If any club is going to give Birmingham City a run for its money then it is probably Norwich City. The Canaries feel as if they are constantly stuck in some sort of purgatory, constantly bouncing between the Premier League and the Championship. Each time they gain promotion it is meant to be different, but as with Lucy whipping the ball away from Charlie Brown after promising that she won’t, causing him to miss his kick and fall over, every time the Anglian club head straight back down at the end of the season to start again.
The interesting thing about Norwich is that the club’s fate has seemed tied with Fulham’s since 2018, which was the last time that the two clubs were in the same division. Since then, they have each been gaining promotion and then being relegated on a slightly different cycle to one another, with one being in the Championship and the other the Premier League before they seemingly swap over the following year. For Norwich, the attempt to break the cycle ahead of the 2021-2022 campaign involved £50 million of spending, but it didn’t work.
Instead, they were relegated back down to the Championship at the same time that Fulham were promoted out of it. The problem is, if spending £50 million can’t help you break the cycle then what on earth will? As one Norwich fan put it, things don’t look good when Newcastle United needed to bring in billionaires with questionable morals in order to keep themselves in the top-flight for as long as possible. Majority shareholder Delia Smith would have to sell a huge number of cookbooks to be able to spend big enough to do the same.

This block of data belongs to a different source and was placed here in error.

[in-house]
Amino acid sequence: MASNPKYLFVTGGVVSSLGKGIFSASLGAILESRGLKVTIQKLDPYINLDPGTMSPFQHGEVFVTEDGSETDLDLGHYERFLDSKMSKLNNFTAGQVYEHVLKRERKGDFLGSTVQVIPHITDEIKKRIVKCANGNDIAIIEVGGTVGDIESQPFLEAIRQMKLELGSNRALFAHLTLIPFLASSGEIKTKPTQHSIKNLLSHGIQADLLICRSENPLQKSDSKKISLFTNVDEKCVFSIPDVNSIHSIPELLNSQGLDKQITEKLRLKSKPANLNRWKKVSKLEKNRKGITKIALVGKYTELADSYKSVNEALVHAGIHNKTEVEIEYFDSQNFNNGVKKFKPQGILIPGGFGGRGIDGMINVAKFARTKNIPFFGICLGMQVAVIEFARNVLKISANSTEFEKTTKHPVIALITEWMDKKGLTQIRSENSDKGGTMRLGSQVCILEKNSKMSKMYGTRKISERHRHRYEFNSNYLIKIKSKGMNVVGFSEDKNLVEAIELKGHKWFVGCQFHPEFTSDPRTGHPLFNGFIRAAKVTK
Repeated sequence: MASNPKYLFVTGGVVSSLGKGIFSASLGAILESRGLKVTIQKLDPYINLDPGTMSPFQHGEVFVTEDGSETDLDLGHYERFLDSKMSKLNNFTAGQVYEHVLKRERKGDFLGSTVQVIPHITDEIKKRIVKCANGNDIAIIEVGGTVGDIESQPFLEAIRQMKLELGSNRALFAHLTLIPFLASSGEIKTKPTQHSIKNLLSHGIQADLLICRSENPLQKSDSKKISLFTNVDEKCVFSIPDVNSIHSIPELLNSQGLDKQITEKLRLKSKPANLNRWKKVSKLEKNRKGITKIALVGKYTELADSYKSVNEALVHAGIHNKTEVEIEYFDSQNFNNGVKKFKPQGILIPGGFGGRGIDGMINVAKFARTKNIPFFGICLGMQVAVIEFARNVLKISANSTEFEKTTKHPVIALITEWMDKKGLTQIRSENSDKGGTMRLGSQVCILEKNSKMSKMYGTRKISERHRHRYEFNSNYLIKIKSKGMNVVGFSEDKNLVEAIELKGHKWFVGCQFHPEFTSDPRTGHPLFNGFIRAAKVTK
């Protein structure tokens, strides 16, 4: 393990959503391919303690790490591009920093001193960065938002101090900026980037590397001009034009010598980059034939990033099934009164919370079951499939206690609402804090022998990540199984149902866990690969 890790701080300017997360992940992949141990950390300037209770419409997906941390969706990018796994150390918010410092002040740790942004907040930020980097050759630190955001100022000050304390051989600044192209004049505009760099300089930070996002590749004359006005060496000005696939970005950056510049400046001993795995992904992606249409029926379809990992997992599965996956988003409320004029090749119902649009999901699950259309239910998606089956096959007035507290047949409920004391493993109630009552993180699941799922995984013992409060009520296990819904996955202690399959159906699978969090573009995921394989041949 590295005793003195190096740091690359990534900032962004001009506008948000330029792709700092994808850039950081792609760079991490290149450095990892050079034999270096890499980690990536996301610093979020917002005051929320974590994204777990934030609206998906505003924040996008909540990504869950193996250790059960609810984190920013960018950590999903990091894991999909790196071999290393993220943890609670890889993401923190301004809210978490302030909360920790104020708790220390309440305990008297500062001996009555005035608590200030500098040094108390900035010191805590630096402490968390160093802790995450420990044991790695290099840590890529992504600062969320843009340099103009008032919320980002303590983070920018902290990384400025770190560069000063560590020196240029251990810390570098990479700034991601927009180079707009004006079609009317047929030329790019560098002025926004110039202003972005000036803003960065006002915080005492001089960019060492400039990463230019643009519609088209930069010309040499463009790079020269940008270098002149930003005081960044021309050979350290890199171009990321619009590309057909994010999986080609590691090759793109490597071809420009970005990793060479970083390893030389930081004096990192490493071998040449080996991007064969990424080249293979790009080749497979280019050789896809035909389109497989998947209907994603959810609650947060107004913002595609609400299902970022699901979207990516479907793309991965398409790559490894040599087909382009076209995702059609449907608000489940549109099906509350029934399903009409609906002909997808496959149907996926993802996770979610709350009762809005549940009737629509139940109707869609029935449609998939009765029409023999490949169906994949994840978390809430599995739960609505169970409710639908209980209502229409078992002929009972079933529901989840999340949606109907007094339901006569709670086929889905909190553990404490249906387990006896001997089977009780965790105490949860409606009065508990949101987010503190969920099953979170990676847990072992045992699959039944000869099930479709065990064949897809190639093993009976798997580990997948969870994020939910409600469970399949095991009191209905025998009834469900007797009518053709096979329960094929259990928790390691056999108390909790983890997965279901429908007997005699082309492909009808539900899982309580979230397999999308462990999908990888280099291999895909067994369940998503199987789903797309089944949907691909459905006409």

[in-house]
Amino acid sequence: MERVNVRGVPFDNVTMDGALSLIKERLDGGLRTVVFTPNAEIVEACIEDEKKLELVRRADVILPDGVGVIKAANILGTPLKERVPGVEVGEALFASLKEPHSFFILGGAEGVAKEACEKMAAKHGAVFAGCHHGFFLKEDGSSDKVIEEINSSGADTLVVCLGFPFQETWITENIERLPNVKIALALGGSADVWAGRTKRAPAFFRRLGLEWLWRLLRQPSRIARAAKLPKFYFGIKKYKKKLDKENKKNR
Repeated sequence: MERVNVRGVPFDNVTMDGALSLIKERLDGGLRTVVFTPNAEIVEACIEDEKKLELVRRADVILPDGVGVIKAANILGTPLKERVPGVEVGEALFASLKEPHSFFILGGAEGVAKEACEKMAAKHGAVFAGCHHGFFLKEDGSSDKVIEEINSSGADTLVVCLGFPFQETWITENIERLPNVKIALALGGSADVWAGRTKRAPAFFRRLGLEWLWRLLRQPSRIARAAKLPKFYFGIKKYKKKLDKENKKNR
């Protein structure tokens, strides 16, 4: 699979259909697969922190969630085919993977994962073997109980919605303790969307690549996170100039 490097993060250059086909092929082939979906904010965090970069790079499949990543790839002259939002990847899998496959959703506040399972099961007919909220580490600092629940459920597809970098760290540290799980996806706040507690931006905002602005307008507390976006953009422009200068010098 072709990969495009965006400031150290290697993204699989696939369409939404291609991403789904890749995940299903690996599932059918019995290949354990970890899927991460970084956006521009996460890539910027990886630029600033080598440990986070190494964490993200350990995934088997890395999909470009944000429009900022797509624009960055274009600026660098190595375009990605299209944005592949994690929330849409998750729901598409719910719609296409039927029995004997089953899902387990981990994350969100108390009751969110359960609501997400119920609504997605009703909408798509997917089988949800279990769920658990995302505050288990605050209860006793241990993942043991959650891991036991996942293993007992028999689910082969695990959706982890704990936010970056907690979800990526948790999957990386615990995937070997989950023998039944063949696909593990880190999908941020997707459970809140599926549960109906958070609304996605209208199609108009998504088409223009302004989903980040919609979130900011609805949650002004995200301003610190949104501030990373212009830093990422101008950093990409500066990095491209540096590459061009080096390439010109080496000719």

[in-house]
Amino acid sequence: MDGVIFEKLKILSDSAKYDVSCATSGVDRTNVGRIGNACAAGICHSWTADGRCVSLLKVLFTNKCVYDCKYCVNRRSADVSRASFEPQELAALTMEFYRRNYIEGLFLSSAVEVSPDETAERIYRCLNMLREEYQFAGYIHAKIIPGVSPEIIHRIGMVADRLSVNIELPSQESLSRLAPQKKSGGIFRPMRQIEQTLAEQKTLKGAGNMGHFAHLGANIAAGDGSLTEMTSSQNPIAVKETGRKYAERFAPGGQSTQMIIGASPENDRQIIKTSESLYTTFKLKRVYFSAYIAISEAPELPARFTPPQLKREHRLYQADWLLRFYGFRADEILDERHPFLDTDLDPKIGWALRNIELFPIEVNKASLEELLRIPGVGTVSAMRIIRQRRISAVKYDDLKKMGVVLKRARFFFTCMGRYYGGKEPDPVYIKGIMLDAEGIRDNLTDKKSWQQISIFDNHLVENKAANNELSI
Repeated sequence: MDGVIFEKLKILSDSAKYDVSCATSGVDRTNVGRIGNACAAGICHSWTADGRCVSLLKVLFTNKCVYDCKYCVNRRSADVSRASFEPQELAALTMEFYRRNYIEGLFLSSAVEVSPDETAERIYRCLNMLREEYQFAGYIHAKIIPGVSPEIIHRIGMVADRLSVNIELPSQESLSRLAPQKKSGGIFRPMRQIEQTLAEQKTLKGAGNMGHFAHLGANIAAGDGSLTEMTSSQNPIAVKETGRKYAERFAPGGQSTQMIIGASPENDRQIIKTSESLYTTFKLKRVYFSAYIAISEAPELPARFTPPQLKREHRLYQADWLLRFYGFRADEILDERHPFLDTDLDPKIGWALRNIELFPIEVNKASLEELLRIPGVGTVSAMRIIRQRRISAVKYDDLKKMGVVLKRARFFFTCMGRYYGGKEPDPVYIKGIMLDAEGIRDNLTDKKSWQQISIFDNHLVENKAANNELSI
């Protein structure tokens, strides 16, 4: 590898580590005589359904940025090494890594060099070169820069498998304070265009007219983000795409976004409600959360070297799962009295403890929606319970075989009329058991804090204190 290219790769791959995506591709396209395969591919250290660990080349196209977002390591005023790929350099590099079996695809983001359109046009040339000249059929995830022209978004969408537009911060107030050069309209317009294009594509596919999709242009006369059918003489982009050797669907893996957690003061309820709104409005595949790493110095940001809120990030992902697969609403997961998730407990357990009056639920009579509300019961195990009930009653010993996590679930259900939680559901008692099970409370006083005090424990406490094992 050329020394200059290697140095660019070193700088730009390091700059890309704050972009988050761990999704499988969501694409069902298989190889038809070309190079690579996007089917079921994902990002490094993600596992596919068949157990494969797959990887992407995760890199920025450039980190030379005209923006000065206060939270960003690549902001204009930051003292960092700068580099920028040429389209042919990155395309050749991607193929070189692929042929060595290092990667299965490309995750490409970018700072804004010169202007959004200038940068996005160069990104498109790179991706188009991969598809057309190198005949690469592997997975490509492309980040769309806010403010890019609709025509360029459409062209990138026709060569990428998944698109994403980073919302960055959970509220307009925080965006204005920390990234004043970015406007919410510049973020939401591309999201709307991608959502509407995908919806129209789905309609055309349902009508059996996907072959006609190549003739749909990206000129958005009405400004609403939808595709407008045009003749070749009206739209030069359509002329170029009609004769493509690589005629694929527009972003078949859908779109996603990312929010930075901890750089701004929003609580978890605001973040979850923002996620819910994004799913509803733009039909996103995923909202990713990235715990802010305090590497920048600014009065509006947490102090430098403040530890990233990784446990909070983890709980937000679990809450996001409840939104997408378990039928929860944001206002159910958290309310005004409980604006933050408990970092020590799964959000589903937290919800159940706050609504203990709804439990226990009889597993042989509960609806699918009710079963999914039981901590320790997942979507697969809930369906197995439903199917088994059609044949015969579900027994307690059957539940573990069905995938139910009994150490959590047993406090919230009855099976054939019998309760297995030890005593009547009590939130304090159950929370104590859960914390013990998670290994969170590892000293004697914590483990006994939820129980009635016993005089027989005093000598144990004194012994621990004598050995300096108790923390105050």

Being the ‘ultimate yo-yo club’ isn’t a moniker that many teams want attached to them. Even so, Fulham certainly make a case for it to be applied to their achievements, seemingly constantly bouncing between divisions in the 2010s and 2020s. The West London club gained promotion out of what was then Division 1 into the Premier League ahead of the 2001-2002 campaign, seemingly managing to establish itself in the years that followed thanks to 13th, 14th, 9th, 13th and 12th placed finishes. Things looked a bit scary when they finished 16th and then 17th, but they followed that up by ending up 7th.
A 12th-placed finish in 2009-2010 was followed by 8th and then 9th, whilst another 12th place in 2012-2013 suggested that Fulham were just steadily enjoying life in the Premier League. It all fell apart in 2013-2014, however, when the club managed just nine wins and 24 losses over the course of the campaign, ending on 32 points and finishing 19th. Hopes of a bounce straight back up were scuppered when they finished 17th then 20th in the Championship, but they eventually returned to the top-flight via the play-offs at the end of the 2017-2018 season.
That was when the current vogue of them being a yo-yo club began, though. An immediate relegation from the Championship was followed by another play-off win in 2019-2020, before 28 points ensured they went back down again the following season. Immediate promotion followed thanks to 90 points and a first win of the second-flight since 2000-2001. What followed after the 101 points and league title at the turn of the millennium was that period of Fulham being an established Premier League side for more than a decade. Will history repeat?